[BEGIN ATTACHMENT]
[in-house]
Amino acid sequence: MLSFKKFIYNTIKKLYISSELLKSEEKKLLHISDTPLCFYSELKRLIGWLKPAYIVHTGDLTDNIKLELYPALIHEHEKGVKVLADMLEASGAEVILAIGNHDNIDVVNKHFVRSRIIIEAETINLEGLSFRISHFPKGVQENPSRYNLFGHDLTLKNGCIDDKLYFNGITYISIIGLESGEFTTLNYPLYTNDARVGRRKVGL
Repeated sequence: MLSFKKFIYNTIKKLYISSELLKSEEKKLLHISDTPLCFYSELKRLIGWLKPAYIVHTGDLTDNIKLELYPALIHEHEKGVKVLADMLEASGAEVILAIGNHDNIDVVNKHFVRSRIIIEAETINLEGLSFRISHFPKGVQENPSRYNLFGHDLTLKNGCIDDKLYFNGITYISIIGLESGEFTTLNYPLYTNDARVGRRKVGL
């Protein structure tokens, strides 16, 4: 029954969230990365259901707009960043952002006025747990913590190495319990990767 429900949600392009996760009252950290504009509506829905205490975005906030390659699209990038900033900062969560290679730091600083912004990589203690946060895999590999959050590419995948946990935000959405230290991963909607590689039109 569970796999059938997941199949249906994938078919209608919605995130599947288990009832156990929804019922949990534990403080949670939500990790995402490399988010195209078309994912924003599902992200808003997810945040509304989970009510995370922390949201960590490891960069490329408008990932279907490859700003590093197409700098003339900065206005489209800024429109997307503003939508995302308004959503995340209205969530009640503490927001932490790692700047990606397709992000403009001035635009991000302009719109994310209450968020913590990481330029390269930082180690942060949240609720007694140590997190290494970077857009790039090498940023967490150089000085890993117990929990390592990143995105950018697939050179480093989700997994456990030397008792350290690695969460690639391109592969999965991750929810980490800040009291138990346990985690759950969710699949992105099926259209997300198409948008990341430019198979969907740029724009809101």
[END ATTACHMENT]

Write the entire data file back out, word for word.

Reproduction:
[in-house]
Amino acid sequence: MLSFKKFIYNTIKKLYISSELLKSEEKKLLHISDTPLCFYSELKRLIGWLKPAYIVHTGDLTDNIKLELYPALIHEHEKGVKVLADMLEASGAEVILAIGNHDNIDVVNKHFVRSRIIIEAETINLEGLSFRISHFPKGVQENPSRYNLFGHDLTLKNGCIDDKLYFNGITYISIIGLESGEFTTLNYPLYTNDARVGRRKVGL
Repeated sequence: MLSFKKFIYNTIKKLYISSELLKSEEKKLLHISDTPLCFYSELKRLIGWLKPAYIVHTGDLTDNIKLELYPALIHEHEKGVKVLADMLEASGAEVILAIGNHDNIDVVNKHFVRSRIIIEAETINLEGLSFRISHFPKGVQENPSRYNLFGHDLTLKNGCIDDKLYFNGITYISIIGLESGEFTTLNYPLYTNDARVGRRKVGL
């Protein structure tokens, strides 16, 4: 029954969230990365259901707009960043952002006025747990913590190495319990990767 429900949600392009996760009252950290504009509506829905205490975005906030390659699209990038900033900062969560290679730091600083912004990589203690946060895999590999959050590419995948946990935000959405230290991963909607590689039109 569970796999059938997941199949249906994938078919209608919605995130599947288990009832156990929804019922949990534990403080949670939500990790995402490399988010195209078309994912924003599902992200808003997810945040509304989970009510995370922390949201960590490891960069490329408008990932279907490859700003590093197409700098003339900065206005489209800024429109997307503003939508995302308004959503995340209205969530009640503490927001932490790692700047990606397709992000403009001035635009991000302009719109994310209450968020913590990481330029390269930082180690942060949240609720007694140590997190290494970077857009790039090498940023967490150089000085890993117990929990390592990143995105950018697939050179480093989700997994456990030397008792350290690695969460690639391109592969999965991750929810980490800040009291138990346990985690759950969710699949992105099926259209997300198409948008990341430019198979969907740029724009809101």